Communications

Microcap bulletin

January 17th, 2022

Annual Letter 2021

Dear investors,

First of all, we wish you a Happy New Year. May this year be filled with health and prosperity!

We will start this letter with good news about our team at Rivemont. In December, we were pleased to announce the appointment of Mathieu Martin, who was the senior analyst for the Rivemont MicroCap Fund, as its new portfolio manager.

Mathieu is an important addition to our portfolio management team, having been an integral part of the success of the microcap strategy since its inception in 2018. Over the past eight years, he has developed his expertise and an extensive network of contacts that allow him to spot the best microcap investment opportunities in North America quickly. Mathieu brings with him an exceptional wealth of knowledge, having participated in dozens of conferences and met hundreds of company management teams over the years. He also holds the CFA designation since November 2020.

Mathieu will continue to work closely with Philippe Lapointe, the Rivemont MicroCap Fund analyst, who proved to be a key addition to the team a year ago.

Let’s now take a look at some of the fund’s metrics on December 31, 2021:

  • $16.1 million in net assets under management.
  • 95% invested and 5% in cash.
  • 32 positions. The largest represented 20.1% of the portfolio.
  • The top 5 positions represented 41.5% of the portfolio.
  • Fund unit value of $9.17*, for a + 1.9%** return during the quarter.
  • Return of – 2.9%** for 2021.
* Series A units (MAJ720)
** Net return after all fees.

To compare our performance during the fourth quarter (October 1 to December 31, 2021), we use the S&P/TSX Small Cap Index as our benchmark. This index reflects the small cap market performance in Canada. To get an overview of the US market performance, we refer to the LD Micro Index. Here is the performance of the two indices during the quarter:

 .
We saw a substantial divergence between the Canadian and US markets during the fourth quarter. Fortunately, the Rivemont MicroCap Fund ended the year with a respectable performance by remaining closer to the Canadian index (S&P/TSX Small Cap) than the US index (LD Micro). The fund’s portfolio currently has an exposure of approximately 5% to the US market.

Let’s continue by looking at the year as a whole:

 .
Let’s be honest, 2021 was a challenging year for our strategy. After seeing the fund go up more than 15% in the first few months, it slowly drifted back down for most of the last nine months. In hindsight, we could have taken more profits in February and March on certain stocks that were getting richly valued. However, it is easier to look back and identify the perfect moment to sell than to do it in real-time, with all the uncertainty that entails. All in all, we are comfortable with our decision to hold high-quality companies in the portfolio despite valuations starting to get elevated.

Another important element that led to the underperformance against the indices is sector exposure. The Rivemont MicroCap Fund is 49% exposed to the technology sector, while the Canadian and US indices have an exposure of 5% and 13%, respectively. Among the sectors present in the indices that have performed particularly well, we can think of energy and basic materials, two sectors we have little or no exposure to.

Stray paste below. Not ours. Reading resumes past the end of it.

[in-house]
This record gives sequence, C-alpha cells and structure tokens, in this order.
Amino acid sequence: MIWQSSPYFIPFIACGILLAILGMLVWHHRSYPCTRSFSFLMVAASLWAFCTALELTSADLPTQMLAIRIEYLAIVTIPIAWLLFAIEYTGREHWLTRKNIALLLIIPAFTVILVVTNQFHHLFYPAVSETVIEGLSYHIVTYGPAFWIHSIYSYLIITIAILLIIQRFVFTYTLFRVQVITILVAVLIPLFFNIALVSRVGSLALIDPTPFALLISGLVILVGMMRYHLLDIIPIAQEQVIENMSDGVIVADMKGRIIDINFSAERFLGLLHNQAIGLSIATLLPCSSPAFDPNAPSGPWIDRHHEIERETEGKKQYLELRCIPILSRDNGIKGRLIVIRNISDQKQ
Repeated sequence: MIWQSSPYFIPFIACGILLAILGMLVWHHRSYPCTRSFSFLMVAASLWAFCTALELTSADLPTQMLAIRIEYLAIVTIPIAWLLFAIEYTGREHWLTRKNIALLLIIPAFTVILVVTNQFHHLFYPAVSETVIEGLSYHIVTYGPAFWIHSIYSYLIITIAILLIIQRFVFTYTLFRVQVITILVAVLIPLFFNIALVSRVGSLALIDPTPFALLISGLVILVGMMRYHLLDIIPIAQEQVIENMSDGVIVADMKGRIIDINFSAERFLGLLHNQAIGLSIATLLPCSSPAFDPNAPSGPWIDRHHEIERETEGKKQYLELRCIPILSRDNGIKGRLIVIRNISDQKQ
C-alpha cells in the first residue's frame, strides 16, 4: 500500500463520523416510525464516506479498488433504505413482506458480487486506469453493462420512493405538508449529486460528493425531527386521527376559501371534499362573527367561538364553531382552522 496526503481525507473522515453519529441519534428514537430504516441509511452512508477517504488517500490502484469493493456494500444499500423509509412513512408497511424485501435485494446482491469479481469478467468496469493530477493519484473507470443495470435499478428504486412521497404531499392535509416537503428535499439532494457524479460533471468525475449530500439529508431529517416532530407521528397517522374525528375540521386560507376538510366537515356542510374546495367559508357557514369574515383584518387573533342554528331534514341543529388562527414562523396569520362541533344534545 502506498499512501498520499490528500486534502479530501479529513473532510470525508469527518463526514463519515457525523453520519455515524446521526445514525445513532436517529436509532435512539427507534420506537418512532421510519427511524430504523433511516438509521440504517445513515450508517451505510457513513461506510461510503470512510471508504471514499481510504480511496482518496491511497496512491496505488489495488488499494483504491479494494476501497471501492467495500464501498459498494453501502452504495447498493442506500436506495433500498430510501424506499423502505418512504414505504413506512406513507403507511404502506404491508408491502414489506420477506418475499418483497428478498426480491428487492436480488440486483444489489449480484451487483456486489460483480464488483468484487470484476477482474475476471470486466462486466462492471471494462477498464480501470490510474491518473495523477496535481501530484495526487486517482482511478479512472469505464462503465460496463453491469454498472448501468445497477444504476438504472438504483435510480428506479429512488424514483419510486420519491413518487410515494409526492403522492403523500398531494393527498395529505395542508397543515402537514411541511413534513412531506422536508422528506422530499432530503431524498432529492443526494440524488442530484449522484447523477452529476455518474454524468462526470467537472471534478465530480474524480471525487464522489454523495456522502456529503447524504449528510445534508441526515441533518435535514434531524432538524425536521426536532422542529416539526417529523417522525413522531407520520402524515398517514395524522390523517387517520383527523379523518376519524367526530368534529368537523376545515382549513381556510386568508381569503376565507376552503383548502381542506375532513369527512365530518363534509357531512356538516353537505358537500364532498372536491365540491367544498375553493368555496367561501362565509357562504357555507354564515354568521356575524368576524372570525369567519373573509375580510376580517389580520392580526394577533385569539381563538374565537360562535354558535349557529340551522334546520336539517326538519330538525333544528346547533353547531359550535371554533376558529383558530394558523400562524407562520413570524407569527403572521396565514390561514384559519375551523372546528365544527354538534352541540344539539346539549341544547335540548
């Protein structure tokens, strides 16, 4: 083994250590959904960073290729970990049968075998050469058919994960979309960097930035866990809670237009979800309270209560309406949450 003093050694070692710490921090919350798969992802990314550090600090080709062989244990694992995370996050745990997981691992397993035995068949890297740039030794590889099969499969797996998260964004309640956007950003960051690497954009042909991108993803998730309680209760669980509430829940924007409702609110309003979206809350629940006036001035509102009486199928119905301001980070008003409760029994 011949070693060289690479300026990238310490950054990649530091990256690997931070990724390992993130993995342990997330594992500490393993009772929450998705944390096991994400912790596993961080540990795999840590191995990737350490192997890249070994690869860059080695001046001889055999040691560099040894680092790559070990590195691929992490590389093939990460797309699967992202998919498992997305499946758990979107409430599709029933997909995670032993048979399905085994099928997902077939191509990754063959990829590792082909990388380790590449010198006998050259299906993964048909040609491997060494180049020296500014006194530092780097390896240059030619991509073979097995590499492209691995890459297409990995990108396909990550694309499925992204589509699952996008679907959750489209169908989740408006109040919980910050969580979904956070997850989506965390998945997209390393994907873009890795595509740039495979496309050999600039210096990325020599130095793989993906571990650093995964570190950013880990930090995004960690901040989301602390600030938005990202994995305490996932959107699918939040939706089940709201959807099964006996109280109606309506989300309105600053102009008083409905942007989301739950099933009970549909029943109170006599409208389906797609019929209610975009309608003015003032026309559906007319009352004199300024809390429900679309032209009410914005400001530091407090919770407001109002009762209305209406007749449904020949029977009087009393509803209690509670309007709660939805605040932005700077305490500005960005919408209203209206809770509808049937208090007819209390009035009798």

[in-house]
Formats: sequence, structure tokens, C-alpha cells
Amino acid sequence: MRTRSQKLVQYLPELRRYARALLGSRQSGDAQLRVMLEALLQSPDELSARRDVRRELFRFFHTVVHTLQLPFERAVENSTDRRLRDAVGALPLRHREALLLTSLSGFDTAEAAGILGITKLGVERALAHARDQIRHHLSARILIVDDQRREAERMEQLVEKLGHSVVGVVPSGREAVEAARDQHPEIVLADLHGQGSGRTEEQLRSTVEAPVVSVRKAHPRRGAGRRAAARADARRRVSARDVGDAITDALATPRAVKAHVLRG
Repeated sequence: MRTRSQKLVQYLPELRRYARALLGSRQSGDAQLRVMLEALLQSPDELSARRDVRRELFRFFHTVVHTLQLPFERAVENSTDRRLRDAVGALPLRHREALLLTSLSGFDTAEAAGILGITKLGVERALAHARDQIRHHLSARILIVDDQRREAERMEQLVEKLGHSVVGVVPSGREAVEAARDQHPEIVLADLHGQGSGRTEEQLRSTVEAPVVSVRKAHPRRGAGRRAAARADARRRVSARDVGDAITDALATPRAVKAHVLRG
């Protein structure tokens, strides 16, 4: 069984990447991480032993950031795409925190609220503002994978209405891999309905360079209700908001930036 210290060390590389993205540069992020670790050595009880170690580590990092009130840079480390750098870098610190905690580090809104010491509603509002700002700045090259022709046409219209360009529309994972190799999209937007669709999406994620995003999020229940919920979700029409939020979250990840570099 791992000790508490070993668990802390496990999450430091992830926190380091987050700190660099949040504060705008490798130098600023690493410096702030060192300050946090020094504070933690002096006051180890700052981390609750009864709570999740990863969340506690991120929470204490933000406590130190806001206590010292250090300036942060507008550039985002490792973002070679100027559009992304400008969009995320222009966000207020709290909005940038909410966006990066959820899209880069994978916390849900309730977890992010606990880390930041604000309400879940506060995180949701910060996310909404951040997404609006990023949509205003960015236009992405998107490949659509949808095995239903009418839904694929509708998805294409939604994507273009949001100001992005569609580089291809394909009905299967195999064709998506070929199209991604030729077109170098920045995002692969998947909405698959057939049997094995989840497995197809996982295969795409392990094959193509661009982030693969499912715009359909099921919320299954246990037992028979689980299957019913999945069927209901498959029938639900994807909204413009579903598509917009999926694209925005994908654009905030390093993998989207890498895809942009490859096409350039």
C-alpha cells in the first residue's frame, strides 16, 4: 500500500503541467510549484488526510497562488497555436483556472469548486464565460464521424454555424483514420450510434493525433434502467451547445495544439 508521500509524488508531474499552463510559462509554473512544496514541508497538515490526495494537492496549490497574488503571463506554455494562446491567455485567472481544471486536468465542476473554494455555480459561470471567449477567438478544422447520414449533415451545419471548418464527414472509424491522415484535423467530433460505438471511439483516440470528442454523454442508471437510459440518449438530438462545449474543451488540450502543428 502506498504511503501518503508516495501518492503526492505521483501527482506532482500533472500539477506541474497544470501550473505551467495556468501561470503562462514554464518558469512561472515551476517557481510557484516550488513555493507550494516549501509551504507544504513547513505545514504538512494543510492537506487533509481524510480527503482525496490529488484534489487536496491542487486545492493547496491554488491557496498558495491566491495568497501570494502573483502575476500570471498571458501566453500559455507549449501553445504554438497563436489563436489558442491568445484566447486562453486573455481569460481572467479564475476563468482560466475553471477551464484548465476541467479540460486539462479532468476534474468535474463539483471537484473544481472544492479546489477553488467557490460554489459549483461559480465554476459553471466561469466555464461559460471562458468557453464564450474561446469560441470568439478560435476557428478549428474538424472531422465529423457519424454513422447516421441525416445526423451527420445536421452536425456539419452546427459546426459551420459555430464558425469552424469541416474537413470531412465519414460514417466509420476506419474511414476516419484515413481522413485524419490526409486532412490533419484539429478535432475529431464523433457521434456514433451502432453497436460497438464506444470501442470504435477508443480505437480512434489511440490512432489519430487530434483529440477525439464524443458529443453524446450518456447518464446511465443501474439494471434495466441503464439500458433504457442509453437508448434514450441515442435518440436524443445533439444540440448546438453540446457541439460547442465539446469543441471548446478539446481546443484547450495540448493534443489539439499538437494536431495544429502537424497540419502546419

What is important to take away from this challenging year is that, unfortunately, our strategy and investment style were not in favor in 2021. That said, we have the firm conviction that the strategy is still the right one to pursue over the long term, given the results we have achieved historically.

To give you a longer-term perspective of the performance relative to the indices, here are the annualized returns since the fund’s inception in January 2018:

 .
As we have mentioned several times in previous letters, we encourage investors to keep an eye on the long term in both good and bad years. Periods of underperformance are incredibly frustrating but necessary and inevitable in pursuing a differentiated and successful long-term strategy.

Now, how can you hold on for the long term when the primary indicator you can follow is the fund’s performance, which has not been positive in 2021?

Here are, in our opinion, the three main assumptions that justify an investment in the Rivemont MicroCap Fund:

  1. The microcap market as a whole will eventually outperform large caps.
For many years now, we have witnessed a dominance of large caps, particularly the “FAANG”[1] companies that keep propelling the US indices upwards thanks to their exceptional performance. However, remember that microcaps have consistently outperformed large caps over the very long term. The trend we are currently seeing should reverse at some point in the future and give way to microcap outperformance.
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  1. The microcap market presents many opportunities for a good active manager to stand out.
The Canadian market has more than 4,400 listed companies, of which more than 3,000 are considered microcaps (market capitalization of $300 million or less). While large financial institutions managing billions of dollars focus on the most mature 1,000 to 1,500 companies, the 3,000 microcaps are left to fend for themselves in the hands of retail investors and smaller investment funds like ours. The market is full of inefficiencies and opportunities for a team that does its research rigorously and full-time. The microcap sector is an area where the probability of beating the market is higher.
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  1. Rivemont is an active manager that can beat the market.
This assumption is undoubtedly the most crucial one. As there are few certainties in this world, we once again insist on the performance history of the past four years as a demonstration of our ability to beat the market.

It is also essential for you to be comfortable with the portfolio management team and our investment philosophy, namely, to hold a concentrated portfolio of high-quality, high-growth companies. In this regard, the following section aims to explain our research process and some of our investment criteria.